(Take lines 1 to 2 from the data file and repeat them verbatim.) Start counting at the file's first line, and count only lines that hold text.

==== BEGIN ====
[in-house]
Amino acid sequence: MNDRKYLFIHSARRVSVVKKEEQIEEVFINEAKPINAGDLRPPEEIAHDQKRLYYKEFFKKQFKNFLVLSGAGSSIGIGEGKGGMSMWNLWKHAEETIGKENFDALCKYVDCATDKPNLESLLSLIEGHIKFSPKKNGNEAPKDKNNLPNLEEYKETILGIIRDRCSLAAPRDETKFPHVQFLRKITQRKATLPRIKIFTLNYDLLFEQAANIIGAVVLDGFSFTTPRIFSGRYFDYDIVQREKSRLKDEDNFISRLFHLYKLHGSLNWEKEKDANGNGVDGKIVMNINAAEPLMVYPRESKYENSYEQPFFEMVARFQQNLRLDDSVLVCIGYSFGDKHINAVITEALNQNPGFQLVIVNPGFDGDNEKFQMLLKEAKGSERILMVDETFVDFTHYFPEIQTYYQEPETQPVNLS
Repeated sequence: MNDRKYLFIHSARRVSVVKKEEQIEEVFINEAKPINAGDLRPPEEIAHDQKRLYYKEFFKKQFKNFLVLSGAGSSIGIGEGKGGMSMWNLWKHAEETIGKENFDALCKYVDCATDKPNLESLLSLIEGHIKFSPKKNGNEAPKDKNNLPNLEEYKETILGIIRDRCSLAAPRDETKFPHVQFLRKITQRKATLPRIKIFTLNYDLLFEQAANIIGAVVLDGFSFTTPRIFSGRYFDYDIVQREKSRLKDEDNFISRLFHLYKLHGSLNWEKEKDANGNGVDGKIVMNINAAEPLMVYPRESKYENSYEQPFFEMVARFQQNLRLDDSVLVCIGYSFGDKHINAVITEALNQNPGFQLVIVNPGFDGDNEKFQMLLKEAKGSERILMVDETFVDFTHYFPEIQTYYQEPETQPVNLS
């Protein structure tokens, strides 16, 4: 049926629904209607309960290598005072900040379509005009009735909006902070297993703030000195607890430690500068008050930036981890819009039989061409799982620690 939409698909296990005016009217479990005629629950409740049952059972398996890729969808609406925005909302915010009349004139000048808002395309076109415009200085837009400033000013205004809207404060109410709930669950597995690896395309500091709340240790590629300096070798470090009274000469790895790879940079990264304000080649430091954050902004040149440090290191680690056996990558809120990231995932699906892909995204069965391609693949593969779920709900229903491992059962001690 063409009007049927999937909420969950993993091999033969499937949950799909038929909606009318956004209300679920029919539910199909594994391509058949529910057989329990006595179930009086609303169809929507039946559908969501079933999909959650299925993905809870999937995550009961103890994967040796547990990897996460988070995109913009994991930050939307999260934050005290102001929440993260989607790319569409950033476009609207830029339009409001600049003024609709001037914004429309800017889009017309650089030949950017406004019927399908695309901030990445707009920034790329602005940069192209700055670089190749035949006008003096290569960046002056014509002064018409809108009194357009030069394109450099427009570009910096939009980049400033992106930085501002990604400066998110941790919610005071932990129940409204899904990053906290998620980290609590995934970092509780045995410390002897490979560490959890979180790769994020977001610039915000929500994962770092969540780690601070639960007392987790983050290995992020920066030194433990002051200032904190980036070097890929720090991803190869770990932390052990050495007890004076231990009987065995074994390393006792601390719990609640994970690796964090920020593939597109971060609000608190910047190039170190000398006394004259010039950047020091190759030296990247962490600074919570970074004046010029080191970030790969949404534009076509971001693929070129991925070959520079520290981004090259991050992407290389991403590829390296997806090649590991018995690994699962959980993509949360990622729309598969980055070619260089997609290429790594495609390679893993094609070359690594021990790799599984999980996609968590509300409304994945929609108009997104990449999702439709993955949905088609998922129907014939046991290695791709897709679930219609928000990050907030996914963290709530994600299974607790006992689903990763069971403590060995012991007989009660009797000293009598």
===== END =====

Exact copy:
[in-house]
Amino acid sequence: MNDRKYLFIHSARRVSVVKKEEQIEEVFINEAKPINAGDLRPPEEIAHDQKRLYYKEFFKKQFKNFLVLSGAGSSIGIGEGKGGMSMWNLWKHAEETIGKENFDALCKYVDCATDKPNLESLLSLIEGHIKFSPKKNGNEAPKDKNNLPNLEEYKETILGIIRDRCSLAAPRDETKFPHVQFLRKITQRKATLPRIKIFTLNYDLLFEQAANIIGAVVLDGFSFTTPRIFSGRYFDYDIVQREKSRLKDEDNFISRLFHLYKLHGSLNWEKEKDANGNGVDGKIVMNINAAEPLMVYPRESKYENSYEQPFFEMVARFQQNLRLDDSVLVCIGYSFGDKHINAVITEALNQNPGFQLVIVNPGFDGDNEKFQMLLKEAKGSERILMVDETFVDFTHYFPEIQTYYQEPETQPVNLS